NAITHAN JONES: You see your little girls on Skype, and that's all you get. You don't get the hug that you need at the end of that really long, grueling 16-hour day when you've been working on your product.

STANDEN: Nate's company AgLocal is a website where small meat producers can sell their products to customers.

JONES: The best example I can be is by going and doing this, and then coming back and saying now dad's home a lot more because he was successful.

STANDEN: And success, he can almost smell it. He and a couple of other NewME participants flew out to Texas for South by Southwest, where Jones took part in a start-up pitch contest.

JONES: We created AgLocal to make the relationship between local buyers and farms more equitable.

STANDEN: And he was the audience favorite.



STANDEN: Features about AgLocal started showing up in Fast Company, Mashable, Business Insider. A week later back in San Francisco, Jones says it's been a bit overwhelming. It's a workday, and he's in full multitask mode, so he shoehorns our interview into a coffee break.

JONES: We've received an incredible amount of hype, buzz. We went on a rocket ride for the entire week.

STANDEN: He says the temptation is to soak it all up, to bask in all the attention, but the fact is he hasn't even launched his company yet. He's worried about peaking too soon.

JONES: Silicon Valley's attention span is short. Once investors and magazines pay attention to your product and say that it's interesting, you better make it interesting real fast.

STANDEN: Of course, NewME has been getting press all along. Here in Silicon Valley, only 1 percent of start-ups come from African-American entrepreneurs. So, when a program aims to change that, it's news. But sometimes the attention is a double-edged sword. Last year, CNN did a story on NewME and on black entrepreneurs, and probably the most controversial - or at least cringe-worthy - moment was this: when tech impresario Michael Arrington explained why he had recently offered a plum conference spot to a black CEO.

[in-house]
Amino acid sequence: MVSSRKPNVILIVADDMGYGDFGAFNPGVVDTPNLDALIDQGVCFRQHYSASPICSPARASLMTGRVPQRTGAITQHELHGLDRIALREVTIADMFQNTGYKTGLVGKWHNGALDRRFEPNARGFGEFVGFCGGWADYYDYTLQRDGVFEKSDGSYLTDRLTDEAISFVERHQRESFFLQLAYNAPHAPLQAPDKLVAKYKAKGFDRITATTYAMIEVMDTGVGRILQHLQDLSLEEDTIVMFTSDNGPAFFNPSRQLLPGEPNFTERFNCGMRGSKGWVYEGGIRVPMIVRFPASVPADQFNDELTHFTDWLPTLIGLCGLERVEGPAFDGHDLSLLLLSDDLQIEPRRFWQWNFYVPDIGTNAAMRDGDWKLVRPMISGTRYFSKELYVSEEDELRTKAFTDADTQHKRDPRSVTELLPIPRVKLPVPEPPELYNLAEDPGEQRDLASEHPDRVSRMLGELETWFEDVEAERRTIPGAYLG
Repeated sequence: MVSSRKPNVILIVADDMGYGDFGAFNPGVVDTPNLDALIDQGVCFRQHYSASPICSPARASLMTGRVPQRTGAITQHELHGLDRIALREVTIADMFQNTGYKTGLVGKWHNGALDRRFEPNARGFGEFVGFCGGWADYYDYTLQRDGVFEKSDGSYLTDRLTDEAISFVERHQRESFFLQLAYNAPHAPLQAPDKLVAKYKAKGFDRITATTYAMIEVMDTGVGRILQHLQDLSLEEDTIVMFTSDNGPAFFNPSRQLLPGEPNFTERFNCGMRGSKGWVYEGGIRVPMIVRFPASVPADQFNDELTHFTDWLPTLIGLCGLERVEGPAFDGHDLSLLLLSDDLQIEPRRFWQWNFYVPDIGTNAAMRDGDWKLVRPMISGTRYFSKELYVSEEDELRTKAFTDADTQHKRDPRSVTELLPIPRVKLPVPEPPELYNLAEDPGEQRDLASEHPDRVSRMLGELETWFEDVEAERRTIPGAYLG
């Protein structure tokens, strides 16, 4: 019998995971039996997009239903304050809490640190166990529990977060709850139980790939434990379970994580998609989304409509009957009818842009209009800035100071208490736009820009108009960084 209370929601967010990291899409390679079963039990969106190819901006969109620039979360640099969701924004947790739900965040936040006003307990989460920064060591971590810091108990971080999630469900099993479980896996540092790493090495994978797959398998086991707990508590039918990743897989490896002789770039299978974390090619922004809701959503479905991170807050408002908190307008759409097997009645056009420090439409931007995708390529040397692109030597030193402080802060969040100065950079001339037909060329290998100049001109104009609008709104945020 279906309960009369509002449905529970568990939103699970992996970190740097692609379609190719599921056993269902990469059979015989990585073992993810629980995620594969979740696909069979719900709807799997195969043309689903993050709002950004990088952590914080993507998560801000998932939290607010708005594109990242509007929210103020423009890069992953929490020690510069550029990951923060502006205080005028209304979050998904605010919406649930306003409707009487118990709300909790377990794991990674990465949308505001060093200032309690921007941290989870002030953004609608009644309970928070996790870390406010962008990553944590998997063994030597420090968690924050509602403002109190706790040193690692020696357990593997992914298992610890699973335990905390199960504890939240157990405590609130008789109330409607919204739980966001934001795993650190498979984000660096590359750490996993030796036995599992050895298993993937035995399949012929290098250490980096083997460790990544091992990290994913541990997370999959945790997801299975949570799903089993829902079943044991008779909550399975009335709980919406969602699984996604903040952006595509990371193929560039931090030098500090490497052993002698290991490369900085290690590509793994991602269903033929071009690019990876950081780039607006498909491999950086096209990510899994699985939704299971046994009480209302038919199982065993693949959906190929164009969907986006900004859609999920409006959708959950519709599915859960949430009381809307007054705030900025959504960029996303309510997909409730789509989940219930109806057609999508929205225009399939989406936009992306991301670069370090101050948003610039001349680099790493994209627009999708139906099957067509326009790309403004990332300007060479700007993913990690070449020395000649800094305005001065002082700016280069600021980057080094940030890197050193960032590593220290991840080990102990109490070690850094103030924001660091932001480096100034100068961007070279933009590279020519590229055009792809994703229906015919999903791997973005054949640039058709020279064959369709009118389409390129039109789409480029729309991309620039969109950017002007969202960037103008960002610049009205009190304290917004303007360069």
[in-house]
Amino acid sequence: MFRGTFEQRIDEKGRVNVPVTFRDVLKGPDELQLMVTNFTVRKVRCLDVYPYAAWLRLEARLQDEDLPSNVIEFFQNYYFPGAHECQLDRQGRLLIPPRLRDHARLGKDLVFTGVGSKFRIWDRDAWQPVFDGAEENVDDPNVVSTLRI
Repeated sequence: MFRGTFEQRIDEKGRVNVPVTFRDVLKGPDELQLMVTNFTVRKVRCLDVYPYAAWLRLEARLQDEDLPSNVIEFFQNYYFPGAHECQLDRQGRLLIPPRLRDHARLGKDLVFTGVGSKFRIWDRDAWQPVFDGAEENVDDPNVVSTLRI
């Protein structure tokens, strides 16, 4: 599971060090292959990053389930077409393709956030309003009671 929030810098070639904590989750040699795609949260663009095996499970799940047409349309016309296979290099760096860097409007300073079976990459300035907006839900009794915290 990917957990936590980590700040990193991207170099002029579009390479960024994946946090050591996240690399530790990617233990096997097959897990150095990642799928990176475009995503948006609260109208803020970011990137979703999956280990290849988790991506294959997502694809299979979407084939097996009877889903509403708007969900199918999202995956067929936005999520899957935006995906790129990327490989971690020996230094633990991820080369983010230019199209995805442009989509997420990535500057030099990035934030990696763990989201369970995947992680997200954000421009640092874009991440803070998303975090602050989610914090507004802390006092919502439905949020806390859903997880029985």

MICHAEL ARRINGTON: It's a cool start-up. His start-up's really cool. But he could have launched a clown show onstage, and I would have put him up there. Absolutely.

STANDEN: Entrepreneur and NewME participant Tendi Muchenje comes from Zimbabwe by way of Duke University. He says there's just no point in worrying about people who might think he hasn't earned his place here.

TENDI MUCHENJE: If someone feels I got the opportunity because I'm black or whatever, the only way I can show my worthiness of even of that opportunity is execution, right? If I can execute and have the product work brilliantly, then I probably deserve that opportunity, right?

STANDEN: It's a lot of pressure, and, in fact, even taking race out of it, the pursuit of fame and fortune in Silicon Valley can seem wildly ambitious.

ERIK MARTIN: Yeah, you're crazy to do this, but you're almost more crazy to work at some big company.

STANDEN: Erik Martin is general manager of the social news site Reddit and a NewME mentor. He says, sure, the odds of any start-up becoming the next Instagram or Dropbox, let alone Facebook, are long.

MARTIN: So are the odds of working at some big company that doesn't give a crap about you and is making much more money off of you than they're paying you.

STANDEN: And that, in a nutshell, is the spirit of entrepreneurship. It's what drives Naithan Jones, why he's willing to risk everything for this one chance at Silicon Valley success.

JONES: I'm exciting to tell you about how we're going to change the way that meat is bought and sold.

STANDEN: It's the last day of the program, and Jones is making his well-polished pitch, this time at the Google headquarters in San Francisco in front of a room of potential investors.

JONES: Like I said, we've got some customer commitments so far, and we've got some venture interests. What we're really looking for is venture partners that can give us some deep domain contacts...

STANDEN: Two months after his NewME training wraps up, Naithan Jones gets some good news: his company, AgLocal, has pulled in a million dollars in financing from a well-known venture capital firm. I emailed Jones to suggest a follow-up interview. Sorry, he says. His board has told him to cool it on the press for a while. For NPR News, I'm Amy Standen, in San Francisco. Transcript provided by NPR, Copyright National Public Radio.